Yazaki Settles Car Parts Antitrust Claims For $212M

Law360

Beginning in 2011, the U.S. Department of Justice and Japanese and European authorities conducted a joint investigation into price-fixing by Japanese automotive parts suppliers Yazaki Corporation and Chiyoda Manufacturing Corporation. The investigation revealed evidence of price fixing and led to approximately $2.4 billion in criminal fines paid to the U.S. Department of Justice.

In addition, a number of direct purchasers, dealerships and vehicle buyers brought lawsuits against the companies named in the investigation for conspiring to fix prices for in-car electronic systems and forcing the plaintiffs to pay higher prices for the automotive products.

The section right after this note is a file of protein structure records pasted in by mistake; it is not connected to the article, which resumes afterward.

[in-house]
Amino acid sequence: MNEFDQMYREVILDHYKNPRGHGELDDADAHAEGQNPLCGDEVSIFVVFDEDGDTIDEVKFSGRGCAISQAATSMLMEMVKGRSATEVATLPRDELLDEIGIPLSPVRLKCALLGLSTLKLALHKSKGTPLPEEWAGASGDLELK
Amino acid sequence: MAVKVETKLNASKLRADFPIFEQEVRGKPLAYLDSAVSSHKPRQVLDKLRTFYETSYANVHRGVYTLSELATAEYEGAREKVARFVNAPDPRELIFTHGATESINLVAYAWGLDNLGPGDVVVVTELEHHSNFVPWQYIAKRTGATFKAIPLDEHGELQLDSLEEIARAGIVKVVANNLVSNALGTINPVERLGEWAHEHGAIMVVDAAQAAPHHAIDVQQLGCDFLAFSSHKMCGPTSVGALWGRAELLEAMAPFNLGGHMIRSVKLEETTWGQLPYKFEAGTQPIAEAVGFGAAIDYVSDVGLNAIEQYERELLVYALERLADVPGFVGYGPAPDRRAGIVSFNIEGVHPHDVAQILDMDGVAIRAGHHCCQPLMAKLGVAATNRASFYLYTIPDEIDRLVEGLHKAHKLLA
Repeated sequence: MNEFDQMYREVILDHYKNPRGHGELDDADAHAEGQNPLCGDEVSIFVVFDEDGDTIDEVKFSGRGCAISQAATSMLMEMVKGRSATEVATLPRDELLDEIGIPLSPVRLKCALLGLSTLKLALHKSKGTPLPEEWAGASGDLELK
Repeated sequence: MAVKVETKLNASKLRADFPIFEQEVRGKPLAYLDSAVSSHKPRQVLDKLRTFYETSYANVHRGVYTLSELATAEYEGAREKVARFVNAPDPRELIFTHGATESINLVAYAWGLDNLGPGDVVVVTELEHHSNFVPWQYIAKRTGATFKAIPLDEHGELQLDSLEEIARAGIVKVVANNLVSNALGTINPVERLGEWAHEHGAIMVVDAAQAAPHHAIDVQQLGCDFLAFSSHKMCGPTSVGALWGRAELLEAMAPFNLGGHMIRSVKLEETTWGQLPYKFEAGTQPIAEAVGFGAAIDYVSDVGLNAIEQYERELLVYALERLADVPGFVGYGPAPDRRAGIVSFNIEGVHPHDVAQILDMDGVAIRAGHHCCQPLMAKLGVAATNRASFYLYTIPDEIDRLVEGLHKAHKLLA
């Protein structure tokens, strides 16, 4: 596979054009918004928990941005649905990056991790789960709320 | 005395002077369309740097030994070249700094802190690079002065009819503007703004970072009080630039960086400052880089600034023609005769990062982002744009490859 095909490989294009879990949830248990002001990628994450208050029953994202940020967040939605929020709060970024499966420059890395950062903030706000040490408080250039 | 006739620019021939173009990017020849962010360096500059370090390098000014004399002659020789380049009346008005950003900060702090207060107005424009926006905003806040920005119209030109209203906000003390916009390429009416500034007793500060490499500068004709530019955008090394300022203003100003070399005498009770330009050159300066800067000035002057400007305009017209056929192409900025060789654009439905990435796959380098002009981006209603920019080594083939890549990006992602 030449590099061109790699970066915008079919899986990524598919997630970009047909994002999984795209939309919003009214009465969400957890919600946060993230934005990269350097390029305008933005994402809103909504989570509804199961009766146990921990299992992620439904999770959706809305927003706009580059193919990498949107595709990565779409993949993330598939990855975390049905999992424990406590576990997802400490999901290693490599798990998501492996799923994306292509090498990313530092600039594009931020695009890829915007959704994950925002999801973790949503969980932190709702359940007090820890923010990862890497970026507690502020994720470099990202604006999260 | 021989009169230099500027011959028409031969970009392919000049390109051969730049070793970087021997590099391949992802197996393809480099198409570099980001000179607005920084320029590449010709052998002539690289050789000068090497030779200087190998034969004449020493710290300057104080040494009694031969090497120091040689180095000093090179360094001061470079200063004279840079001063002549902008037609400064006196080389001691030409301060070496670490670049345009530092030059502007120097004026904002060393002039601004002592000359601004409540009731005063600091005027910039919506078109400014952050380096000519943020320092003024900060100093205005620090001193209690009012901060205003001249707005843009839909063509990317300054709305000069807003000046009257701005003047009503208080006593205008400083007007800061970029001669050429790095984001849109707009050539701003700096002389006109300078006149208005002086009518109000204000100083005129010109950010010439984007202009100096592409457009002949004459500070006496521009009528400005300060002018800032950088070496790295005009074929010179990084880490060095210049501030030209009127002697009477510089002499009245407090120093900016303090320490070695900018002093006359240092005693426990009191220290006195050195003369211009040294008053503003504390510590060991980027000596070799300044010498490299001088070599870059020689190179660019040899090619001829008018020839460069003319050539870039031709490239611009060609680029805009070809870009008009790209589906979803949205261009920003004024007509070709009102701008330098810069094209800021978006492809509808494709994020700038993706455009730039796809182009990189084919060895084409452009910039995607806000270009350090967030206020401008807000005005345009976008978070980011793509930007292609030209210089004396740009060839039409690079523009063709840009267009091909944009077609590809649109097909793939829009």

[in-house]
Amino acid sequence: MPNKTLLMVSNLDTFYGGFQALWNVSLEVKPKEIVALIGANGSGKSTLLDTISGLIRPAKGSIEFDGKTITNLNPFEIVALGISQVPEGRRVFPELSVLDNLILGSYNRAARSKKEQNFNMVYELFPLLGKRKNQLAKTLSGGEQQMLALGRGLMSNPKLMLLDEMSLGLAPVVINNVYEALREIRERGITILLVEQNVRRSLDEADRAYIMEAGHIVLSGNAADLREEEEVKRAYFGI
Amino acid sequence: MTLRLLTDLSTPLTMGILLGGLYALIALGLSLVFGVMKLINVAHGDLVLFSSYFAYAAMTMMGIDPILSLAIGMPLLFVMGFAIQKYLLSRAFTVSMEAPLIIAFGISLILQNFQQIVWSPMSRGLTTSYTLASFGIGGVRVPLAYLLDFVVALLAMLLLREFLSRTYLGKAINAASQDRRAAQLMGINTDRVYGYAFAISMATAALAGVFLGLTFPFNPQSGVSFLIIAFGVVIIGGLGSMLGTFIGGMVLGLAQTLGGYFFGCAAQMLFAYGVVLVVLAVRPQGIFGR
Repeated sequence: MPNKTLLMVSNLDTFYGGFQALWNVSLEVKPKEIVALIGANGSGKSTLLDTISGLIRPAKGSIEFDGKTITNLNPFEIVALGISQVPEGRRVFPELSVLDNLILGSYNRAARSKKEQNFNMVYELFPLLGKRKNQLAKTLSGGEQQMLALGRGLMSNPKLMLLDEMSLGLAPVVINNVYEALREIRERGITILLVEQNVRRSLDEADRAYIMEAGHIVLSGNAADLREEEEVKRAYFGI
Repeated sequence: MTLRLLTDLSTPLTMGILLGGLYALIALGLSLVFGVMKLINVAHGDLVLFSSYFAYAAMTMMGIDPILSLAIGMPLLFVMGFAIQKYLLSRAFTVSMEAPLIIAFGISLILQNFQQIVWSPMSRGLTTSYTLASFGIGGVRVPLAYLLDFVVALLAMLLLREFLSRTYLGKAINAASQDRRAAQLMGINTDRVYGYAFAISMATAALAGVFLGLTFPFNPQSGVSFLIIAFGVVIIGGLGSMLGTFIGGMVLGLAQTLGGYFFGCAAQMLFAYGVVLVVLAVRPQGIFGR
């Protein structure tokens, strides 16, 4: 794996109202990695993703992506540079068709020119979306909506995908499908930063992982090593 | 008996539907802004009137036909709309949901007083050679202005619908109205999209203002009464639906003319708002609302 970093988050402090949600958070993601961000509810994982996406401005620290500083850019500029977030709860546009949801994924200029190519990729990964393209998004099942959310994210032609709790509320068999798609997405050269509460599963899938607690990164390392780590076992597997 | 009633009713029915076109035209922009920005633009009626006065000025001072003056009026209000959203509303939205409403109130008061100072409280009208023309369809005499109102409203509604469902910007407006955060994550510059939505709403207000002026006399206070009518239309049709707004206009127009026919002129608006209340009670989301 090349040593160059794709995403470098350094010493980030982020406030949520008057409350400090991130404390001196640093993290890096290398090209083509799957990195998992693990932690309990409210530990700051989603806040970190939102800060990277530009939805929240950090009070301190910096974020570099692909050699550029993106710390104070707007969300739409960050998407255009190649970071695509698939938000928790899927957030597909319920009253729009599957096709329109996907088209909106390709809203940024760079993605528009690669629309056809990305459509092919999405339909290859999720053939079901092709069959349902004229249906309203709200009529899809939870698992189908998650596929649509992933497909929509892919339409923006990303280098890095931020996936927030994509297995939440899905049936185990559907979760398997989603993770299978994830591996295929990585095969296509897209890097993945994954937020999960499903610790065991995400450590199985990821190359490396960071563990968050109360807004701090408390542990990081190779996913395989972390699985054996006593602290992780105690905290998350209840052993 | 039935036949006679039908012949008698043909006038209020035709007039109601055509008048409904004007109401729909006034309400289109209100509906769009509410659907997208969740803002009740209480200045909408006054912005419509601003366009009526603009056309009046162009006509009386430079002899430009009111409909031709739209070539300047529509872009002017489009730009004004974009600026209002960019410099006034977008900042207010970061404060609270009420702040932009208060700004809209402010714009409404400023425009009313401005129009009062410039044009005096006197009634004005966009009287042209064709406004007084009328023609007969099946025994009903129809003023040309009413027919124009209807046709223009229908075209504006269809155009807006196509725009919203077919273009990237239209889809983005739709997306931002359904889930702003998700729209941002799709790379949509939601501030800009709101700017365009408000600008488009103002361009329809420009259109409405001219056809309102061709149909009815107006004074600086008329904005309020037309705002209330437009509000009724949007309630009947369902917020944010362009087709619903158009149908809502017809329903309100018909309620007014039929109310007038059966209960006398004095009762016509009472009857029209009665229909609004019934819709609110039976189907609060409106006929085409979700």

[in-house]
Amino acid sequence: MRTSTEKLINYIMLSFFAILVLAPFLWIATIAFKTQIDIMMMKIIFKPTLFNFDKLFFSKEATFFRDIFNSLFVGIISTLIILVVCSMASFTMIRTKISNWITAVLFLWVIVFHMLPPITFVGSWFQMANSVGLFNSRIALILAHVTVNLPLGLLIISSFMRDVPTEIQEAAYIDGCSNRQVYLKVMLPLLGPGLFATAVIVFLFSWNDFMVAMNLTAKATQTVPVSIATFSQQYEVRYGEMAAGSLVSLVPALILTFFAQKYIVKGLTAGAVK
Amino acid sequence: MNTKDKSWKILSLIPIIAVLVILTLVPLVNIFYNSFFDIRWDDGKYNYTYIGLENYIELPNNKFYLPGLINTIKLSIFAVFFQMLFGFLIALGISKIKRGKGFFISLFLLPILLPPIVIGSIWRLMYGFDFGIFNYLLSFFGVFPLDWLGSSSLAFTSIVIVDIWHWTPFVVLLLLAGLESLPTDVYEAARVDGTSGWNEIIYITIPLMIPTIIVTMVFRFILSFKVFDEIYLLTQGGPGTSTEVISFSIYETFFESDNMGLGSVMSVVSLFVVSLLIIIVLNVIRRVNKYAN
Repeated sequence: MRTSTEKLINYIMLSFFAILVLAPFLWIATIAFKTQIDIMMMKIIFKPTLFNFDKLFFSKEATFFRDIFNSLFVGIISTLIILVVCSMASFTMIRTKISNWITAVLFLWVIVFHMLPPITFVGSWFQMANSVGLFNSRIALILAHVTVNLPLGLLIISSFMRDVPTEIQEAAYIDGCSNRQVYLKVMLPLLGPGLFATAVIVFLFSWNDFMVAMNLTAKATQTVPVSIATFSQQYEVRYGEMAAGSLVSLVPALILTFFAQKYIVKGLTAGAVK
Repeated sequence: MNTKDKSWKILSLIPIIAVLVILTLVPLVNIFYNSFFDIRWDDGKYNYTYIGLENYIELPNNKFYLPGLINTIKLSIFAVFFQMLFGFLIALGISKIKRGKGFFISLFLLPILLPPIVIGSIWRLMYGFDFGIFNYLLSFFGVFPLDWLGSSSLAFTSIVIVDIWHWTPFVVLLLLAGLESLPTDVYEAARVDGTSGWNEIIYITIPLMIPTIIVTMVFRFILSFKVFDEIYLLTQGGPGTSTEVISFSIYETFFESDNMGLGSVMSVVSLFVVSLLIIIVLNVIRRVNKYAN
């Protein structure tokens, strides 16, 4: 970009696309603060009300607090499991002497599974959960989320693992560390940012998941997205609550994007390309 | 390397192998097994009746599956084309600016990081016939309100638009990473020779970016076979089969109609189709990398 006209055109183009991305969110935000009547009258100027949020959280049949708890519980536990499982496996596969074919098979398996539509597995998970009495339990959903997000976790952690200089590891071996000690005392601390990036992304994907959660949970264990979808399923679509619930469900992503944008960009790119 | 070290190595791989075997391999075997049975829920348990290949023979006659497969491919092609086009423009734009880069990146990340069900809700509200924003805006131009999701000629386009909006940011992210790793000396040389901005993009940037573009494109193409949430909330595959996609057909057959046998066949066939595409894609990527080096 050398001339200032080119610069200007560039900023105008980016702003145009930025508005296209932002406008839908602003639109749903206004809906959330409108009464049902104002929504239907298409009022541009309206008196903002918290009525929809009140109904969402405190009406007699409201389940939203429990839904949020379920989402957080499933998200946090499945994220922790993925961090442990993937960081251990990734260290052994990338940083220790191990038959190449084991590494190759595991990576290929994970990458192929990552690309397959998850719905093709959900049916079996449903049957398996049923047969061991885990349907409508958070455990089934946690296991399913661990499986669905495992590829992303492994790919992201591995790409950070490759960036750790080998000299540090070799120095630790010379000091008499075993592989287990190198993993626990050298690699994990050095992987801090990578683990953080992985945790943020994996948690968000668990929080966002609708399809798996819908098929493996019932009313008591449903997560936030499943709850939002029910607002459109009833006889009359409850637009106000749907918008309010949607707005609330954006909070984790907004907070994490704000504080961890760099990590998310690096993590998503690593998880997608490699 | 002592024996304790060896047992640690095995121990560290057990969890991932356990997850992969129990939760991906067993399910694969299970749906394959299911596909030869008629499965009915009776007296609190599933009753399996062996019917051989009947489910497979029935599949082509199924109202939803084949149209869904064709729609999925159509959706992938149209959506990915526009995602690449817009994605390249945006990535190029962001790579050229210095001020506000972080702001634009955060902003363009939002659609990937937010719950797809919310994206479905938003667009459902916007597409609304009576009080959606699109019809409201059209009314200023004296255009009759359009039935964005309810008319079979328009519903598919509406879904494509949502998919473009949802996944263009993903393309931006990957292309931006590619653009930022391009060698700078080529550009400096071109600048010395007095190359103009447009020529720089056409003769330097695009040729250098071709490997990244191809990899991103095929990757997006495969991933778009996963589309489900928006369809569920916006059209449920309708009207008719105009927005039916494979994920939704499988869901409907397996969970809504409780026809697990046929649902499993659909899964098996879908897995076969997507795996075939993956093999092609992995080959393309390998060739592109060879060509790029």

This past week, Yazaki Corporation and Chiyoda Manufacturing Corporation agreed to pay $212 million and $1.15 million, respectively, to settle a lawsuit in Michigan federal court.

Preti Flaherty's Gregory P. Hansel, Randall B. Weill and Michael Smith were among the attorneys who represented the direct purchasers, the plaintiffs, in this case.

An Excerpt:

The $212 million deal with Yazaki Corp. and its subsidiary Yazaki North American Inc. is by far the largest settlement to emerge from the suit with any one defendant. Combined with the $1.15 million settlement with Chiyoda, the Yazaki deal raises the total amount of settlements in the suit to nearly $257 million, according to Wednesday’s motion seeking preliminary approval of the latest deals.